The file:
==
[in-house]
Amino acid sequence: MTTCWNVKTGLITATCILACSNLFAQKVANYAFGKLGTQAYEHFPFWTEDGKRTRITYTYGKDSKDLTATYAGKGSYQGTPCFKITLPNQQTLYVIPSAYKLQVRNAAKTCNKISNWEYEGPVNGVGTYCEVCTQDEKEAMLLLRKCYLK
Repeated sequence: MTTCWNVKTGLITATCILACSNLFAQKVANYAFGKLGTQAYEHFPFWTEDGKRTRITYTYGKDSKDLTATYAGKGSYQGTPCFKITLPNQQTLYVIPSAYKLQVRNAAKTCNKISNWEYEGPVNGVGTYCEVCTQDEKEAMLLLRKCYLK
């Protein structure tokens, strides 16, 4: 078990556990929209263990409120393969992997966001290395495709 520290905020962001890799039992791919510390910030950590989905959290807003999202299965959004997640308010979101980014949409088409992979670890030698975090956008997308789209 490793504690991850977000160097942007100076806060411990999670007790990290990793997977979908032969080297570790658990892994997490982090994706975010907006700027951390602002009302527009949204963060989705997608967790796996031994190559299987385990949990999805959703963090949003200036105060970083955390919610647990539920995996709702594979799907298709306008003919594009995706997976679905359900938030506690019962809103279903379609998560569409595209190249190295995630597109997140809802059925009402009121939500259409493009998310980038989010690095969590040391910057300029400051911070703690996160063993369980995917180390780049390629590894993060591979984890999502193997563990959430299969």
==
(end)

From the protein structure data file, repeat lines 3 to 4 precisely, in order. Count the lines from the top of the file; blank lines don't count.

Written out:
Repeated sequence: MTTCWNVKTGLITATCILACSNLFAQKVANYAFGKLGTQAYEHFPFWTEDGKRTRITYTYGKDSKDLTATYAGKGSYQGTPCFKITLPNQQTLYVIPSAYKLQVRNAAKTCNKISNWEYEGPVNGVGTYCEVCTQDEKEAMLLLRKCYLK
């Protein structure tokens, strides 16, 4: 078990556990929209263990409120393969992997966001290395495709 520290905020962001890799039992791919510390910030950590989905959290807003999202299965959004997640308010979101980014949409088409992979670890030698975090956008997308789209 490793504690991850977000160097942007100076806060411990999670007790990290990793997977979908032969080297570790658990892994997490982090994706975010907006700027951390602002009302527009949204963060989705997608967790796996031994190559299987385990949990999805959703963090949003200036105060970083955390919610647990539920995996709702594979799907298709306008003919594009995706997976679905359900938030506690019962809103279903379609998560569409595209190249190295995630597109997140809802059925009402009121939500259409493009998310980038989010690095969590040391910057300029400051911070703690996160063993369980995917180390780049390629590894993060591979984890999502193997563990959430299969």